3. Further Reducing Surgical Waitlists

Timely access to surgery is important for keeping patients healthy and reducing pressure on the health care system in the long-term. That is why the government is investing over $300 million in 2022–23 as part of the province’s surgical recovery strategy, bringing the total investment to approximately $880 million over the last three fiscal years.

In addition to supporting patients who require urgent, immediate procedures and surgeries, Ontario’s surgical recovery strategy prioritizes patients waiting longer than recommended in clinical guidelines. In 2022-23, our government continues to offer premiums to hospitals to support completion of over 200,000 surgeries and procedures. Ontario is investing more to increase surgeries in paediatric hospitals and existing private clinics covered by OHIP, as well as more than 150,000 additional operating hours for hospital-based MRI and CT machines.

We are funding new and innovative initiatives that will increase surgical capacity across the province, provide additional training for surgical staff and improve management of waitlists to allow for surgery to be prioritized for those in greatest need.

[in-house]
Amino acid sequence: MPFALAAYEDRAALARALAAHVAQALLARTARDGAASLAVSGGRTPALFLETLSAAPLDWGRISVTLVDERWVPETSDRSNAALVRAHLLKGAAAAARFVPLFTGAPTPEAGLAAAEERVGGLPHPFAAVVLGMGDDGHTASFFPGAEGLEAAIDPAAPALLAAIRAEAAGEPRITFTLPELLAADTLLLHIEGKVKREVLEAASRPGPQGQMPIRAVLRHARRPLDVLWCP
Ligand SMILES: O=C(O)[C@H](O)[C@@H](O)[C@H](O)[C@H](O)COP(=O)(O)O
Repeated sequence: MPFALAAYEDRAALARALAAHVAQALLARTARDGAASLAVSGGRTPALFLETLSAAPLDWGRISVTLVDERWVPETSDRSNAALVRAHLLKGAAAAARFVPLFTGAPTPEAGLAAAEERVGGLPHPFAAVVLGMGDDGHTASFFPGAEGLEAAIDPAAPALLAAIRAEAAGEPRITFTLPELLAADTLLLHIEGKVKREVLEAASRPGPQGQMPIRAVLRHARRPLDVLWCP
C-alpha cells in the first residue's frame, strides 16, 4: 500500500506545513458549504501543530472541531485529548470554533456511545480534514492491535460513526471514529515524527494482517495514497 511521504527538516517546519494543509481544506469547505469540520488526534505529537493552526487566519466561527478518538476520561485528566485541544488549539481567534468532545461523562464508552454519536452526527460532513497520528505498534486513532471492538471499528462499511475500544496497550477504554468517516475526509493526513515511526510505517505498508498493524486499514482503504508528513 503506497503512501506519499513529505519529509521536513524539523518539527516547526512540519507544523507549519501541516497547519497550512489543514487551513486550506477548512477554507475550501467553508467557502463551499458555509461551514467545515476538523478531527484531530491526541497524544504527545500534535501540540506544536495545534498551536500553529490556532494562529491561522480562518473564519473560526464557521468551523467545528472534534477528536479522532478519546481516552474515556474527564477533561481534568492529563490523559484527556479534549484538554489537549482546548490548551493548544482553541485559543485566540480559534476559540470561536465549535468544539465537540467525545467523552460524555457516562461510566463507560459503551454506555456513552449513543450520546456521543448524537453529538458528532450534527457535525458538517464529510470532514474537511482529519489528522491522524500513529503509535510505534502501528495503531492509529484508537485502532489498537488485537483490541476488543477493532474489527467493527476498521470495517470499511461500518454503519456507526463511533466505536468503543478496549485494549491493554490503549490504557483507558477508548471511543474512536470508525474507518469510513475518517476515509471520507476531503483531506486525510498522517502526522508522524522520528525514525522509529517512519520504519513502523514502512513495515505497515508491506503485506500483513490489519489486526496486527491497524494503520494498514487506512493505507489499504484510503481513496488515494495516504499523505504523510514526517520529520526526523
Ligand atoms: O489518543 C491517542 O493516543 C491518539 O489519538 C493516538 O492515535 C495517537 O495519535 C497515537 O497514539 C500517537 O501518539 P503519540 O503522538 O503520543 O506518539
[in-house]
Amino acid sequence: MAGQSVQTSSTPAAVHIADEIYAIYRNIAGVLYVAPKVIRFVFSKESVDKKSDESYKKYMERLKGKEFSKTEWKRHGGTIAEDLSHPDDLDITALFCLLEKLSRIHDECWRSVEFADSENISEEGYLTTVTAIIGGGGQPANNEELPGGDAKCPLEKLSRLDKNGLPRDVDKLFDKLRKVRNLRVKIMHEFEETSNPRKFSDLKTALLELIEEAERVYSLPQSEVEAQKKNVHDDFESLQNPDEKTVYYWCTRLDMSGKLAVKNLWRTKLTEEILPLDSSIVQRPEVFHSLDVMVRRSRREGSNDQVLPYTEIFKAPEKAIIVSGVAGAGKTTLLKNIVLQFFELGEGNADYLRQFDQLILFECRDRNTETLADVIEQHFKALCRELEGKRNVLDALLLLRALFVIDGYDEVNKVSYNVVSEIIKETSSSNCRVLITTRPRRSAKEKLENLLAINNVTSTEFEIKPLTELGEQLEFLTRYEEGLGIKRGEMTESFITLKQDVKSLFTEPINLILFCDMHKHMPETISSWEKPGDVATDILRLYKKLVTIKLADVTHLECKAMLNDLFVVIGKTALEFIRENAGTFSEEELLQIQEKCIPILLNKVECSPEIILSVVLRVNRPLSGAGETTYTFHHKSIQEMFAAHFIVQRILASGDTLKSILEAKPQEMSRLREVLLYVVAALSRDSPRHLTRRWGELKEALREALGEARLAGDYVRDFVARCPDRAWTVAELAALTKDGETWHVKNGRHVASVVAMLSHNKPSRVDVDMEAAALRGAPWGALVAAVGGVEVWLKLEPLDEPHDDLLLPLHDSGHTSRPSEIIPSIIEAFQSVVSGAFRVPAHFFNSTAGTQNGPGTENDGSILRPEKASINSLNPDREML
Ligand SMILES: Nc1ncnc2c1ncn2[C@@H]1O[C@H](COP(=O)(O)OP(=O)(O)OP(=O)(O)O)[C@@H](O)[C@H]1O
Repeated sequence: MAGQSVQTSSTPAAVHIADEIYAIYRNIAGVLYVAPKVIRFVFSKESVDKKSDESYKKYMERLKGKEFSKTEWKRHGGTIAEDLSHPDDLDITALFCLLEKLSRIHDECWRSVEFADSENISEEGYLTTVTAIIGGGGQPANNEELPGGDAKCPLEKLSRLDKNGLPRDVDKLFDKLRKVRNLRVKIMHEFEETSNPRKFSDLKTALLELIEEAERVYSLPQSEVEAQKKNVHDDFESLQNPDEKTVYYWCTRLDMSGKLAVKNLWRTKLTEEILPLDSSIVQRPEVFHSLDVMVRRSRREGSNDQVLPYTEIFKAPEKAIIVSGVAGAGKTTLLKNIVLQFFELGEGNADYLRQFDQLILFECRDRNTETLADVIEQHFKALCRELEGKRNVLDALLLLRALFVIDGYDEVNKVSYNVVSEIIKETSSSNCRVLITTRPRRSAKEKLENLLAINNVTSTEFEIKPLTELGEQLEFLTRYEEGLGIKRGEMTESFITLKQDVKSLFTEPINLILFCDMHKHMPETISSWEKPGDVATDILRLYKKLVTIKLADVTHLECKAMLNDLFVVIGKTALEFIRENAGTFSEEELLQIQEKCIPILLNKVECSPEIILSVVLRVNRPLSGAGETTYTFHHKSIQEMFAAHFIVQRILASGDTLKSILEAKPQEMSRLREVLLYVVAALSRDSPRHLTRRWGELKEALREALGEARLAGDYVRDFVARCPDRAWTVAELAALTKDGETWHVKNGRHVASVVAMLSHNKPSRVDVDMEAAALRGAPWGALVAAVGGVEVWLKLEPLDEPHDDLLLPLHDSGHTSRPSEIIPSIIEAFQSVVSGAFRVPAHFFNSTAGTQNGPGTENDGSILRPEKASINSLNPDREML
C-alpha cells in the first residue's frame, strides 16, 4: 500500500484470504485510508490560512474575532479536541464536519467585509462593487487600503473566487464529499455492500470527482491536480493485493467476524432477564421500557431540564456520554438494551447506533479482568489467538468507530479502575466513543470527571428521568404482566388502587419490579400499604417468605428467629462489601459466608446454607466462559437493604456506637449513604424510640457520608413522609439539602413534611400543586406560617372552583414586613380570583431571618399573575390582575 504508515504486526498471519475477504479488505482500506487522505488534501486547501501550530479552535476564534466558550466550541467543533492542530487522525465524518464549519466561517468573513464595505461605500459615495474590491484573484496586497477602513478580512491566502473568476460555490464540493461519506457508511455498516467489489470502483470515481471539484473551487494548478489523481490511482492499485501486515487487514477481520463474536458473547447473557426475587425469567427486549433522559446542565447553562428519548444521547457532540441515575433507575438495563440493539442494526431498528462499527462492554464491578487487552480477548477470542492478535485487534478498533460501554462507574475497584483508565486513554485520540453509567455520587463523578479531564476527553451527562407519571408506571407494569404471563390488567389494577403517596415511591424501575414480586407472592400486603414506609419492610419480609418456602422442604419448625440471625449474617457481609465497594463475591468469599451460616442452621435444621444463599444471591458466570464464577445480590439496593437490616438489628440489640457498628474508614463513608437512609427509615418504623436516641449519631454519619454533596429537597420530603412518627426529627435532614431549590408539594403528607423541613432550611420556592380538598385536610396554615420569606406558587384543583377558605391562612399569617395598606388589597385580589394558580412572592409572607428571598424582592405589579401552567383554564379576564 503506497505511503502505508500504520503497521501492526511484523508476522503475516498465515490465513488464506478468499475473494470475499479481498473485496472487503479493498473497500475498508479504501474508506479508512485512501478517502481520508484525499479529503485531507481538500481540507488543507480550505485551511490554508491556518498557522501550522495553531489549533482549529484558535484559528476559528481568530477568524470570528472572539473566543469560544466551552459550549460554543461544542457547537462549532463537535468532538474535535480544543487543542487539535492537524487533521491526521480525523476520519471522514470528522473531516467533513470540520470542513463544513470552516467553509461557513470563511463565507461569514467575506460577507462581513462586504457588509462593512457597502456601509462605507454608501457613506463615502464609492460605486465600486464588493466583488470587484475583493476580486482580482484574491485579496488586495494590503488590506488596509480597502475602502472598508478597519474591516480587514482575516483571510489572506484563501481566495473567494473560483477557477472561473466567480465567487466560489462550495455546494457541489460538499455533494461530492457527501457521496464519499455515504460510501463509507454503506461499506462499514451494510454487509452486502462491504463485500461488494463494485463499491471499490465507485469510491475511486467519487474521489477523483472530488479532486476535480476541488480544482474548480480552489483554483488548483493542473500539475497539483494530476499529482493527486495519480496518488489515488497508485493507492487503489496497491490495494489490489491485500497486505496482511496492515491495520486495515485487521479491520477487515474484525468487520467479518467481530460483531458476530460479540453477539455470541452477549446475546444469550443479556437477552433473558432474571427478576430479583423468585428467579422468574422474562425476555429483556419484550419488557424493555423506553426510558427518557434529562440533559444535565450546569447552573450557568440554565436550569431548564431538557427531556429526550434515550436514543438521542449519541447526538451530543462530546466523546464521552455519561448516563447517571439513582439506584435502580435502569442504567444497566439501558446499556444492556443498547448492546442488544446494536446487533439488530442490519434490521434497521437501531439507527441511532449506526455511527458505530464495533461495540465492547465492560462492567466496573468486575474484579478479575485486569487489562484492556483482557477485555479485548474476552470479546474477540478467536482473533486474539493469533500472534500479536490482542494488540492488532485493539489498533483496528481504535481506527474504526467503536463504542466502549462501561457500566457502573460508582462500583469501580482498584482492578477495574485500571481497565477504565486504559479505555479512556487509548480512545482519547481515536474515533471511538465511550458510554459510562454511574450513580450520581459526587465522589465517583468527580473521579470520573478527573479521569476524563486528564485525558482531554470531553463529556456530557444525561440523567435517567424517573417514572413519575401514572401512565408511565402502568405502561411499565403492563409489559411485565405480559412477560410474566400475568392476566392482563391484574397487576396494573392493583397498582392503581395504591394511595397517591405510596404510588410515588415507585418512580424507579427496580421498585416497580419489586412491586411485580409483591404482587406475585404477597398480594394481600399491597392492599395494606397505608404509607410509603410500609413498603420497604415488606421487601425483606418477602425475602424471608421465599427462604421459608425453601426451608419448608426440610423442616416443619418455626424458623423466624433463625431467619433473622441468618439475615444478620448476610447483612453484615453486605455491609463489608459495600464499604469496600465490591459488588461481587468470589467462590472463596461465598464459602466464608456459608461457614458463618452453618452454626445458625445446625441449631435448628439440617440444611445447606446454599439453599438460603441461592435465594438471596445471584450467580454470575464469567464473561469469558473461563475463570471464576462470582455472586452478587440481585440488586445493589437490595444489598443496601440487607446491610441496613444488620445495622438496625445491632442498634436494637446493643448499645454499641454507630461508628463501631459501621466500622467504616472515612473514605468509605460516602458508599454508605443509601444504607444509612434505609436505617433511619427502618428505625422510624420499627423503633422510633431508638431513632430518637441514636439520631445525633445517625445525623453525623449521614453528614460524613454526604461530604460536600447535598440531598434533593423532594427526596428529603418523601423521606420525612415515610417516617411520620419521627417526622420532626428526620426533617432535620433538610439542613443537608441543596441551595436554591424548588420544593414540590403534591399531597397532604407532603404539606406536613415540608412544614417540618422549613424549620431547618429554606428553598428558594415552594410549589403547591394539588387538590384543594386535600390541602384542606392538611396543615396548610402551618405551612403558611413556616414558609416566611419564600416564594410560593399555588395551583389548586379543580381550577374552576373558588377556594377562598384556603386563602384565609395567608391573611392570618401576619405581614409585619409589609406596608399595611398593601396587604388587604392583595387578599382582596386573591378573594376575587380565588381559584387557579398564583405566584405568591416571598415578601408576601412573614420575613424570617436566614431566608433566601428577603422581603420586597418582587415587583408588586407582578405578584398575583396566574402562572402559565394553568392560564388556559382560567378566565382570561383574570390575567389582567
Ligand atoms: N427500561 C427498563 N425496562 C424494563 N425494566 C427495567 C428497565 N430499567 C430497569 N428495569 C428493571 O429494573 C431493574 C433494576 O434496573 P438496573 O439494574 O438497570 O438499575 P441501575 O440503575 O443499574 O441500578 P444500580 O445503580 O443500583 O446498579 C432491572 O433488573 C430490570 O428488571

We are exploring opportunities to improve the efficiency of surgical delivery, including a system for distributing high demand surgeries among all available surgeons. We will also consider options for further increasing surgical capacity by increasing the number of OHIP-covered surgical procedures performed at independent health facilities.

4. Easing Pressure on our Emergency Departments

Ontario is taking action to ensure that hospital emergency departments remain open across the province and that wait times for patients are reduced.

Northern and Rural EDs

Increasing physician coverage in emergency departments will allow hospitals to care for patients in a timely manner. 

We are supporting emergency care in northern and rural hospitals by extending the COVID-19 temporary summer locum program to eligible hospitals to March 31, 2023, which will help northern communities address staffing shortages and help maintain 24/7 emergency department services.

Ontario is also launching a new provincial emergency department peer-to-peer program to provide additional on-demand, real-time support and coaching from experienced emergency physicians to aid attending physicians in the management of patients presenting to rural emergency departments. This new program will start in five early adopter hospitals, followed by up to 37 small and rural hospitals across the province.

Additionally, we will add 400 physician residents supporting the workforce in northern and rural Ontario through a new program that links physician residents with physicians in northern and rural emergency departments.